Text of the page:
Where Is The Nearest McDonalds?

Here at River Valley Lodge, it is lunchtime. Guests are coming in from morning activities, be that rafting, horse trekking, or simply having been for a walk. Others on warmer days will have spent time swimming or lazing out by the river. Many of course will not have left the building preferring to read a book, or in some sad cases, gaze longingly at their phones wishing for a better Wi-Fi connection.

It is all hustle and bustle in the Lodge kitchen. Kitchen hands have been busy cleaning up after breakfast and visiting the Lodge gardens to pick fresh ingredients for lunch salads. The Lodge chefs have a free hand regarding the type of dishes that can be created for this midday meal. Many will feature local produce.

Each day is a surprise, which is great if you are like me and try to end up at the Lodge each lunchtime. On any given day there could be any of the following. Freshly made pizzas, lasagne, home baked breads, all sorts of pies, nachos (beef or bean), paella, salads, soups, quiche, risottos, wraps, plus a few old favourites such as Macaroni cheese. If you still have room, then there will be a collection of homemade cakes and biscuits. Many of the ingredients will have come from the Lodge gardens.

The lunch food goes out as people who have been adventuring come in. No cabinet food here. The smells coming from so many dishes are so good!

Yes, I am totally biased, but I am so often disappointed when I eat elsewhere. It is hard to beat affordable meals with a base of fresh ingredients lovingly prepared by passionate people.

A Profound Profanity is Uttered

So, it is somewhat jarring when I hear a voice asking a tour guide, “When are we leaving? How long to the next stop? Is there a McDonalds there?”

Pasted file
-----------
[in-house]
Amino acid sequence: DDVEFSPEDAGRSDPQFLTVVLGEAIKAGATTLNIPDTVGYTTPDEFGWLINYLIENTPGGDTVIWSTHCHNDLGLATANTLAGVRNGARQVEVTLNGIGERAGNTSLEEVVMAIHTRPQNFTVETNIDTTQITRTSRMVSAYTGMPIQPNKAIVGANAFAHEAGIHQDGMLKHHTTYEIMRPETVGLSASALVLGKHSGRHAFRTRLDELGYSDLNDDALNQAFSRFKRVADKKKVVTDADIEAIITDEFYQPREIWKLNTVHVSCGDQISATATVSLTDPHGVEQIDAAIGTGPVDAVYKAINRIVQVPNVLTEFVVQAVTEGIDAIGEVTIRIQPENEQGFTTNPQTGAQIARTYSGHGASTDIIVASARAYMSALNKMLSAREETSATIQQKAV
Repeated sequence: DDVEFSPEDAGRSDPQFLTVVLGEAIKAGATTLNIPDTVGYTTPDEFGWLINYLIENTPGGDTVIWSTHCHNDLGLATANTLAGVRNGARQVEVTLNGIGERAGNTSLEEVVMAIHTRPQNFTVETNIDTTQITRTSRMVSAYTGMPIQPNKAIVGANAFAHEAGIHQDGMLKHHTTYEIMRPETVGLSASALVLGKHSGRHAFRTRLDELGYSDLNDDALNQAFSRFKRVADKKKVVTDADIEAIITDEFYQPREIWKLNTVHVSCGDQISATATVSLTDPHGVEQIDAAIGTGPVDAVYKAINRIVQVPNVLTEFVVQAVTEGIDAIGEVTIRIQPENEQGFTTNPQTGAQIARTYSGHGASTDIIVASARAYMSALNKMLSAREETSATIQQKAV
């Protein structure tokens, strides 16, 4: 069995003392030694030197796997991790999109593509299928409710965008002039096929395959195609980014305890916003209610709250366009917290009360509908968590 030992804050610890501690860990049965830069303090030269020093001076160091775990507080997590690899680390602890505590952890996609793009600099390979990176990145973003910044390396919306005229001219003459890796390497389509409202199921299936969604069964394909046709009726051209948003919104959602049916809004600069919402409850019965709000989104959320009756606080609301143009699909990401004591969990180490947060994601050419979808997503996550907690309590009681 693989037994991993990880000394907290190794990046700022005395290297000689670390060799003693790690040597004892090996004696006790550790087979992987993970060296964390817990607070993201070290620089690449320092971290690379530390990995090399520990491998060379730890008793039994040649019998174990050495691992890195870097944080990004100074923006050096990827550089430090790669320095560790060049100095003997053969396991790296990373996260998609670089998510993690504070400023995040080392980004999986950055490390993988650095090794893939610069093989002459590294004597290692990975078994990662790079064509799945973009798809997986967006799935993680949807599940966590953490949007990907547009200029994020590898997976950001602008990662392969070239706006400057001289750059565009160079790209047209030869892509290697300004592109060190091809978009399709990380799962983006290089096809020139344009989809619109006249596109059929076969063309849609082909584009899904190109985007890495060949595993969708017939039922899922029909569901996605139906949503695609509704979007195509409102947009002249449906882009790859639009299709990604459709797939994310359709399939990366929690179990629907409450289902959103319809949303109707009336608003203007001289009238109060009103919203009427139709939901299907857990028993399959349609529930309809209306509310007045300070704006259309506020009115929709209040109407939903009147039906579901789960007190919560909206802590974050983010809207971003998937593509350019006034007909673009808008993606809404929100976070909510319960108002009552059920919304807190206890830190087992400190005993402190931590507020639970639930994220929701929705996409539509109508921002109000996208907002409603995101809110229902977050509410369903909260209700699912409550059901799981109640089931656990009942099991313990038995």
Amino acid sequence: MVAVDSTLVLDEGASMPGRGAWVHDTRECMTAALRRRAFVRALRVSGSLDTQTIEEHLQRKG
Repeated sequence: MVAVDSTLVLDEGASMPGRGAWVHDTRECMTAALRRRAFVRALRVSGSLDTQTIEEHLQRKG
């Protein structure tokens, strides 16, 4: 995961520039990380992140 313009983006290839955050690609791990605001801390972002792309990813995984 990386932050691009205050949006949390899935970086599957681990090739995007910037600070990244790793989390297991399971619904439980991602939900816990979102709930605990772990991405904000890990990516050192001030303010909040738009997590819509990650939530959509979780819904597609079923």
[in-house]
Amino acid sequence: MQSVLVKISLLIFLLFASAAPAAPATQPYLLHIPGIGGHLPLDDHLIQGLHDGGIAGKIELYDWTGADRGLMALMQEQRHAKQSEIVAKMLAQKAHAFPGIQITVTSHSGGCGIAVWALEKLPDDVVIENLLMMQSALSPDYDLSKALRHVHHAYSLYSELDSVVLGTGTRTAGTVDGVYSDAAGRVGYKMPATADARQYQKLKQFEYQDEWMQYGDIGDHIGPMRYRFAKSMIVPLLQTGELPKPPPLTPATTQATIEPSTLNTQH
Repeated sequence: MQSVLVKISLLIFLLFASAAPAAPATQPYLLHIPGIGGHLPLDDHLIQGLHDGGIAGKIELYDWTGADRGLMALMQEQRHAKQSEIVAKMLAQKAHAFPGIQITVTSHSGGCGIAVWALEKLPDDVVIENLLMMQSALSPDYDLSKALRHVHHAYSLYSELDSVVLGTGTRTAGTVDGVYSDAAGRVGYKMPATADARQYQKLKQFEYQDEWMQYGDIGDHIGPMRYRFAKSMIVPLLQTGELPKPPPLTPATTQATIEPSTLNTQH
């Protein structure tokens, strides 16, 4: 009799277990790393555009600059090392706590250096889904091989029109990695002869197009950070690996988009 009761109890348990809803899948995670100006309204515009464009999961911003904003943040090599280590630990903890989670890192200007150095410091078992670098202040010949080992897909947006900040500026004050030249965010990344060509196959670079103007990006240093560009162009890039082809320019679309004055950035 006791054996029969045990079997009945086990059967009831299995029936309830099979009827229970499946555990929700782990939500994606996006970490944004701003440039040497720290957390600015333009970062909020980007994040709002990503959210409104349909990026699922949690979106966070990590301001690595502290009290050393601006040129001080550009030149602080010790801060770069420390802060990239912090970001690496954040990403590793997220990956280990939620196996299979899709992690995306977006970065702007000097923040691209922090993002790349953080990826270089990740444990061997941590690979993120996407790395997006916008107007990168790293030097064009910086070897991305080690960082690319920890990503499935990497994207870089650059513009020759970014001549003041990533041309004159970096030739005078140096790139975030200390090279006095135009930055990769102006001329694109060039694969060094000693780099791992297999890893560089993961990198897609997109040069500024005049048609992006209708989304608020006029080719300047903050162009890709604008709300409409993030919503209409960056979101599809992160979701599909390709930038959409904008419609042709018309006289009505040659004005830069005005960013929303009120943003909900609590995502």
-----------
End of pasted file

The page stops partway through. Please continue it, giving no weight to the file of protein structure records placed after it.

I feel as if a profound profanity has just been uttered in our house. The profanity of “Where is the next McDonalds?”

This Statement “Where is the Next McDonalds?”, Says So Much

What “Where is the next McDonalds?” says is that the dominant worldwide culture, basically North American, is all pervasive and everywhere. We have been indoctrinated into this for decades, from the time we were children, and our parents and grandparents before. Of course, this cultural takeover did not start with McDonalds, rather it started with the way European and American society, explorers, settlors and even scientists saw all other cultures as inferior.

A conviction that our way (the white western way) is the only way forward.

As this culture expands and becomes more entrenched and dominant it slowly bit by bit destroys those wonderful surprises. Surprises such as regional differences in food. Surprises such as meeting people with different ways of looking at the world. Sure, there is lip service to recognising how wonderful these differences are, and they are often a key part of advertising some “exotic” destination. But when we get there, sticking with the known is the norm.

And so, we are overrun with fast food chains, most of North American origin, who not only cater to the “does not want to try anything new visitor”, but also us, the culturally indoctrinated. It is not just western style fast food style outlets, there are other examples such as the Chinese bus tours that only eat at Chinese restaurants. All these bland interchangeable food outlets would not be here unless we – that is all of us – wanted them to be here.

This Highlights Much About Ourselves and Our Society

This example only highlights on our true lack of desire to explore, to be adventurous, to look outside the norm. Sure, we travel and visit other places and cultures, but strictly on our terms. Our terms are to look at arm’s length, to stick with what is familiar and risk free.

And eventually, without us making an effort, it will all be the same, where ever you go. For many of us it is already, and we seem to like it like that. But is this really a good thing? Should we not instead value and cherish, learn and taste all those differences.

Sometimes It Is Just Not Easy

I admit, that it is not always easy to find the unexpected, to find the unusual, to appreciate the uniqueness of different places and peoples, but I believe it is critical for us to try. Only by doing that will various cultures and places retain their wonderful differences.

A bit cooler today. I think I might have some soup made from vegetables out of the garden with some fresh baked bread. Yum.

Brian Megaw


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